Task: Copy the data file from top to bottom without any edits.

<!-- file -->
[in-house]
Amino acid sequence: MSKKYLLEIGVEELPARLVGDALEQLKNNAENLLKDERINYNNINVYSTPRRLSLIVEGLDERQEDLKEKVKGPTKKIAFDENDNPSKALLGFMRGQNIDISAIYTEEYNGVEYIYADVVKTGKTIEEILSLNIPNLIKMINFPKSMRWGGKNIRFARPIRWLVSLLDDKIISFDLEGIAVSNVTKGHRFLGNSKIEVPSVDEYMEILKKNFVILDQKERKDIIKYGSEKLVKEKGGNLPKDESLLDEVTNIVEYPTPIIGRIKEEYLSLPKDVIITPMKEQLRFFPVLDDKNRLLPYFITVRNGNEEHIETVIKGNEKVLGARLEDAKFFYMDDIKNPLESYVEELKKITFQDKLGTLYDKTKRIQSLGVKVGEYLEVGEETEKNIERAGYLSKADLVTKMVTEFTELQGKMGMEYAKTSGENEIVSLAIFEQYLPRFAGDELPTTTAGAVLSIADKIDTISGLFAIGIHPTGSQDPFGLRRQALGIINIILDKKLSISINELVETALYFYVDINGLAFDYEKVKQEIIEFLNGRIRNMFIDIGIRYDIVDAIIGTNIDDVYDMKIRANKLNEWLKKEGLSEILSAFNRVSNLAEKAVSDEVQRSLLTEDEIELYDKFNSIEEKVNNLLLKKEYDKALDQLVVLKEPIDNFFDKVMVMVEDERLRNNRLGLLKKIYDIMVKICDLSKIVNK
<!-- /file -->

[in-house]
Amino acid sequence: MSKKYLLEIGVEELPARLVGDALEQLKNNAENLLKDERINYNNINVYSTPRRLSLIVEGLDERQEDLKEKVKGPTKKIAFDENDNPSKALLGFMRGQNIDISAIYTEEYNGVEYIYADVVKTGKTIEEILSLNIPNLIKMINFPKSMRWGGKNIRFARPIRWLVSLLDDKIISFDLEGIAVSNVTKGHRFLGNSKIEVPSVDEYMEILKKNFVILDQKERKDIIKYGSEKLVKEKGGNLPKDESLLDEVTNIVEYPTPIIGRIKEEYLSLPKDVIITPMKEQLRFFPVLDDKNRLLPYFITVRNGNEEHIETVIKGNEKVLGARLEDAKFFYMDDIKNPLESYVEELKKITFQDKLGTLYDKTKRIQSLGVKVGEYLEVGEETEKNIERAGYLSKADLVTKMVTEFTELQGKMGMEYAKTSGENEIVSLAIFEQYLPRFAGDELPTTTAGAVLSIADKIDTISGLFAIGIHPTGSQDPFGLRRQALGIINIILDKKLSISINELVETALYFYVDINGLAFDYEKVKQEIIEFLNGRIRNMFIDIGIRYDIVDAIIGTNIDDVYDMKIRANKLNEWLKKEGLSEILSAFNRVSNLAEKAVSDEVQRSLLTEDEIELYDKFNSIEEKVNNLLLKKEYDKALDQLVVLKEPIDNFFDKVMVMVEDERLRNNRLGLLKKIYDIMVKICDLSKIVNK